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Traditional commercial vans are losing market share, while a newer—and much taller—commercial van is gaining market share. Similarly, truck canopies have also gotten taller with time.

The driving force behind this evolution is in improved worker ergonomics. It is much easier to stand up in a workspace than it is to bend over. But what if peripheral vehicle technologies—also intended to improve worker ergonomics—haven’t changed at the same rate? Drop-down ladder racks were designed to improve worker ergonomics by providing superior access to ladders stored on the roof of the vehicle. As vehicles grew taller those drop-down ladder rack designs were modified to fit the taller vehicles, but the manual effort involved in operating those modified designs reached a point where the ergonomic advantages are not as evident as they were on traditional and much shorter vehicles.

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Eventually evolutionary improvements reach a point of diminishing return, and a truly novel solution is required to fit the new commercial vehicle landscape. When you reach the limits of evolution, it is time for a revolution.


The RazerLift represents such a revolution in vehicle rooftop cargo management. The most revolutionary aspect of the RazerLift is the fact that it is fully powered and automated. Rooftop cargo can now be accessed with the press of a button, so there is no more use of long handles and manual activation to bring your ladder to a more accessible height.

For most users and most tall vehicles, the cargo is lowered to approximately chest height. The cargo presents to the user in a similar orientation to how it is stored on the vehicle roof; the user does not need to lift one end of the ladder up to the height of the roof and then raise the other end on to the device. The RazerLift is effective at reducing the risk of injury due to the overhead reaching necessary to operate more traditional drop-down ladder rack units—a piece of consistent feedback received from the market. As a safety device, the RazerLift represents a revolutionary step forward, especially for shorter workers.


Another revolutionary feature of the RazerLift is its ability to accommodate a much wider array of cargo than just a single ladder. With a load limit of 150 lbs and cargo agnostic bolt-to beams, the RazerLift can handle multiple ladders on a single side of the vehicle. Alternatively, it can be configured to accommodate other cargo traditionally confined to the roof of the vehicle such as conduit tube containers. With a little customization, RazerLift has even experimented with fitting its product to carry both ladders and conduit tube containers on the same unit.

One of the key advantages of the cargo agnostic nature of the RazerLift is the fact that multiple ladders can be accessed curbside. With traditional drop-down ladder racks, a user who transported two ladders on the roof of their vehicle needed a two-sided drop-down ladder rack, which meant that one of the ladders had to be accessed street-side. This frequently exposed the user to the risks associated with passing traffic. With the RazerLift, two ladders—and perhaps even three depending on the total combined weight—can be loaded and accessed curbside. Furthermore, the geometry of the RazerLift allows for the possibility of mounting a second unit on the other side of the vehicle if additional cargo capacity is required. Just keep an eye on traffic!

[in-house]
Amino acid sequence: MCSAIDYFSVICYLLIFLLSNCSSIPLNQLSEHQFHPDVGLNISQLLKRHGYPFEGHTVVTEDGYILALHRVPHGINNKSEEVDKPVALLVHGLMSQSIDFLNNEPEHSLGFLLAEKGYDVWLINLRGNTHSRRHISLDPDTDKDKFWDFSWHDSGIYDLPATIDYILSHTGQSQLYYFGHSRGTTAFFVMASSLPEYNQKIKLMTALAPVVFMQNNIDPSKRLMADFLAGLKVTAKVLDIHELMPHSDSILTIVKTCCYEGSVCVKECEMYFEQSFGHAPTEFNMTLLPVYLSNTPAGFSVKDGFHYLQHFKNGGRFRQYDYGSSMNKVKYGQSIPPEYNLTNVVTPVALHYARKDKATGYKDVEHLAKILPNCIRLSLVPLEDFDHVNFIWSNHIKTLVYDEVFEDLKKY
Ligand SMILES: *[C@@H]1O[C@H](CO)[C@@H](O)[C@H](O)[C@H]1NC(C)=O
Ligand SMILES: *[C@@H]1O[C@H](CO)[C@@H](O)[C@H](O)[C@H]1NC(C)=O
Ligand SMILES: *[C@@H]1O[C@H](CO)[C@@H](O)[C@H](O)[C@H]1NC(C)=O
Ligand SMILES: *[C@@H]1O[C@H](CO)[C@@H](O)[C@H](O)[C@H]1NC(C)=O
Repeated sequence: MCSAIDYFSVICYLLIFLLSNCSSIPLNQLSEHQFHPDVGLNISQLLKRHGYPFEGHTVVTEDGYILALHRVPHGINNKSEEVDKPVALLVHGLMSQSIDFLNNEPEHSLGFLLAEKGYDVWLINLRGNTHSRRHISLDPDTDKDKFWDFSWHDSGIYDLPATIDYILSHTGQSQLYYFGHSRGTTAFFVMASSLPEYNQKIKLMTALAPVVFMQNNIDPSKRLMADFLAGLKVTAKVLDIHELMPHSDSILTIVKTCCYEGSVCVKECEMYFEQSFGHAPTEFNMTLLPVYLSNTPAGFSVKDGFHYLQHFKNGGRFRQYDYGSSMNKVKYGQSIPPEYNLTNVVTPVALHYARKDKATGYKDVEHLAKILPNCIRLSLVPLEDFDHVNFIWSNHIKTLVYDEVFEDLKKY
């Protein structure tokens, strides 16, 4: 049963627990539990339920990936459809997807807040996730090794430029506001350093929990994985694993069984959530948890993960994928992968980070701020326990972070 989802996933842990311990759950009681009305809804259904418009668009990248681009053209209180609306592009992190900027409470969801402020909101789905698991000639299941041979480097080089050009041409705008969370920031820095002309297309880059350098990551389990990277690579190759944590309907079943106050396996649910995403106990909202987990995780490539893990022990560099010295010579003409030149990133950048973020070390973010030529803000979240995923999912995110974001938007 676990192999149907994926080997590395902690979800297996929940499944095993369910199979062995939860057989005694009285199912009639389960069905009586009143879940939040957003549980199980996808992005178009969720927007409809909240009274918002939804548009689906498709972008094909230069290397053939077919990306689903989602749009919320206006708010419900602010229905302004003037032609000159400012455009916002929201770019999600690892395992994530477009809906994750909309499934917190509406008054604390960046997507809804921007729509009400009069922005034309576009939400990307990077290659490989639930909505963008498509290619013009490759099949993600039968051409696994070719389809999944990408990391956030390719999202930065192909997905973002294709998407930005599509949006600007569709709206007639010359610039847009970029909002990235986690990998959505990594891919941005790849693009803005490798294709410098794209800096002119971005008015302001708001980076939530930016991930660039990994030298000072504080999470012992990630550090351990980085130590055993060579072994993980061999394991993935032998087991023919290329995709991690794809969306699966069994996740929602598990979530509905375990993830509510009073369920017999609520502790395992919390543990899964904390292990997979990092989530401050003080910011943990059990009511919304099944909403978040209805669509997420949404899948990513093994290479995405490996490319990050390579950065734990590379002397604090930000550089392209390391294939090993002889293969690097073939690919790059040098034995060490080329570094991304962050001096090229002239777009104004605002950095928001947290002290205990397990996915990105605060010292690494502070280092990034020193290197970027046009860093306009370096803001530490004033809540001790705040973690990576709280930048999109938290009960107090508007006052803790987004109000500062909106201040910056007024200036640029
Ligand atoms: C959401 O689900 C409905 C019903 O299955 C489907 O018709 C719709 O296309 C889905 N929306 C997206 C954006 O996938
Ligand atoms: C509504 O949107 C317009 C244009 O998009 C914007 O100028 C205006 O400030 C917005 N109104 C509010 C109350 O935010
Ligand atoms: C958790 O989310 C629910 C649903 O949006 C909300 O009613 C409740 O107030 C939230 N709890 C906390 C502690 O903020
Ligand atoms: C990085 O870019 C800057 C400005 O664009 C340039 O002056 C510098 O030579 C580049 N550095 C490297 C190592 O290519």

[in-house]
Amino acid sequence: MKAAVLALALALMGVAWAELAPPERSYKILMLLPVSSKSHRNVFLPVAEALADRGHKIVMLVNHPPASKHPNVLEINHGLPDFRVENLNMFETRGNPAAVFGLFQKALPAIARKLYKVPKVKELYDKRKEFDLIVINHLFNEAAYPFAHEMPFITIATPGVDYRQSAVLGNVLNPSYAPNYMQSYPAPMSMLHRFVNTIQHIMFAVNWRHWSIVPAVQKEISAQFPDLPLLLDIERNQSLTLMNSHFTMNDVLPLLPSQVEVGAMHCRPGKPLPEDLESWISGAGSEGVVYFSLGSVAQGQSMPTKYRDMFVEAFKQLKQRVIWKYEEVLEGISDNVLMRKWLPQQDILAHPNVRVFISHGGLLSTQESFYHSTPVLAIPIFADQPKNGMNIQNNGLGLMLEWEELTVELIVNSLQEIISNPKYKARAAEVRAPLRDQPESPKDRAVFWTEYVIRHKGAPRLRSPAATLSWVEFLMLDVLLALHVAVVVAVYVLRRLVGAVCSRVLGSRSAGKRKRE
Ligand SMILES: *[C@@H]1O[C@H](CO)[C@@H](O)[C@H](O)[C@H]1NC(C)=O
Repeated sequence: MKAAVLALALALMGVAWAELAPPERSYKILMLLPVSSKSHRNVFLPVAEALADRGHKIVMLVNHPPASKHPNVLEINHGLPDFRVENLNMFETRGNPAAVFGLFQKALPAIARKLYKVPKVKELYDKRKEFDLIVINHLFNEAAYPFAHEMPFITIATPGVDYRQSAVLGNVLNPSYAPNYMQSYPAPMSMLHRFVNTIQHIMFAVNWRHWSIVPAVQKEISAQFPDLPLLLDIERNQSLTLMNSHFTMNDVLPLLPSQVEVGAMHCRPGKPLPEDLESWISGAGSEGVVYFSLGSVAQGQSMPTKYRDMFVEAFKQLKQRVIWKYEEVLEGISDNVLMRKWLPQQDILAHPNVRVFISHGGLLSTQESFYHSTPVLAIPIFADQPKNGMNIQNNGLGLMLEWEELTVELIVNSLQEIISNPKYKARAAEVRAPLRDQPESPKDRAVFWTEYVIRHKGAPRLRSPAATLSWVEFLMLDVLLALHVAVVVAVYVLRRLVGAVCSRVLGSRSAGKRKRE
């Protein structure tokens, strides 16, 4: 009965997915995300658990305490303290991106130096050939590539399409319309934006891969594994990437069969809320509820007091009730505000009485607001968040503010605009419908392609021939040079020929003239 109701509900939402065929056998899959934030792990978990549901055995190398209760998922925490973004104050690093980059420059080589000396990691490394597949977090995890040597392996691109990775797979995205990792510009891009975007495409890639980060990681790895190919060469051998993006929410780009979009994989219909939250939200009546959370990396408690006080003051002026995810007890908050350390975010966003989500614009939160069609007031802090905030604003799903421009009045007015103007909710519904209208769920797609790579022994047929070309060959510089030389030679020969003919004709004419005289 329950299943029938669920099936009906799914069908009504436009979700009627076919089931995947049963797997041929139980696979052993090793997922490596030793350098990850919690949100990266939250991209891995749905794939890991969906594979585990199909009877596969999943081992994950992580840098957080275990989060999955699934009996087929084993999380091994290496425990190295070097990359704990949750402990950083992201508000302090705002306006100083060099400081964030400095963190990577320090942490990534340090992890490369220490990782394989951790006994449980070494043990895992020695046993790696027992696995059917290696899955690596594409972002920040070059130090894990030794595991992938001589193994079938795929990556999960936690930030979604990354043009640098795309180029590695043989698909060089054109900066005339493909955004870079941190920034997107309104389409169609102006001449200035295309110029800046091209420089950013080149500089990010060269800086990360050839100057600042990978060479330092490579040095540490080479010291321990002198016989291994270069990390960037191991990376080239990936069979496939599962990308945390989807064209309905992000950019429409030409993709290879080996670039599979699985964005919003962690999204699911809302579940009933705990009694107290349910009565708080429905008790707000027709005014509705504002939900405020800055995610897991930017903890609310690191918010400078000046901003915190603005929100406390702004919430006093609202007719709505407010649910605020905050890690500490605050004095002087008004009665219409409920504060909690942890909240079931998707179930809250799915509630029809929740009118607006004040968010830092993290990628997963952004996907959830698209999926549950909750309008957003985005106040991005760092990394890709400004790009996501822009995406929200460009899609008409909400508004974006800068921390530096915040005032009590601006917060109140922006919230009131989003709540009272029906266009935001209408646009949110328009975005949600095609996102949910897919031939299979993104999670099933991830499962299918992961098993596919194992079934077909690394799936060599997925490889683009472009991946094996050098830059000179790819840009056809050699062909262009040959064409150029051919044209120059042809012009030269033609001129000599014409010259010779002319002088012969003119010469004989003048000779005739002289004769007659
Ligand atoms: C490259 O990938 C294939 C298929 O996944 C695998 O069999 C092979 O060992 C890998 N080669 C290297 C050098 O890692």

For multiple reasons, the flexibility of the RazerLift opens up cargo management possibilities that were previously out of reach.


The RazerLift was carefully designed and extensively tested by an ISO certified product engineering firm (Tangent Engineering) located in the ideal testing grounds of the Canadian Prairies. Using top-of-the-line engineering tools, they analyzed the design to minimize the risk of failure for all known operating conditions. From day one RazerLift knew its product needed to withstand the rigors of year-round outdoor operation in extreme climates.

The first roadworthy Alpha prototypes (mounted in 2016) were driven across much of North America including the West Coast, the South, and the East Coast during the hottest of summer months. The units have also endured multiple Canadian winters without any major issues.

Based on the results of testing and industry feedback received, the design was significantly upgraded in 2017 and early 2018. The first of the beta production units was assembled and mounted on a customer vehicle—Hank’s Plumbing in Calgary, Alberta, Canada—in March of 2018. The feedback from Hank’s Plumbing was extremely positive, both with respect to the ease of operation and the improvements to worker safety. It was configured to accommodate up to two ladders on the passenger side, and it was tested with multiple sizes and quantities of ladders.

Subsequent units (12 in total) are in the process of installation on a number of commercial vehicles for customers in Western Canada or subjected to in-house testing.


RazerLift is currently undergoing beta testing on the first production units off the assembly line at August Electronics, RazerLift contract manufacturer. RazerLift is currently taking pre-orders for December delivery. RazerLift is simultaneously solidifying its supply chain and pre-ordering long-lead items to ensure the smoothest transition possible at the time of market launch. Check out RazerLift in person at various trade shows in 2019 including NTEA’s The Work Truck Show, March 5-8.


Find out more about product details and availability, visit or call 833.RZR.LIFT.


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September 2018 Product Showcase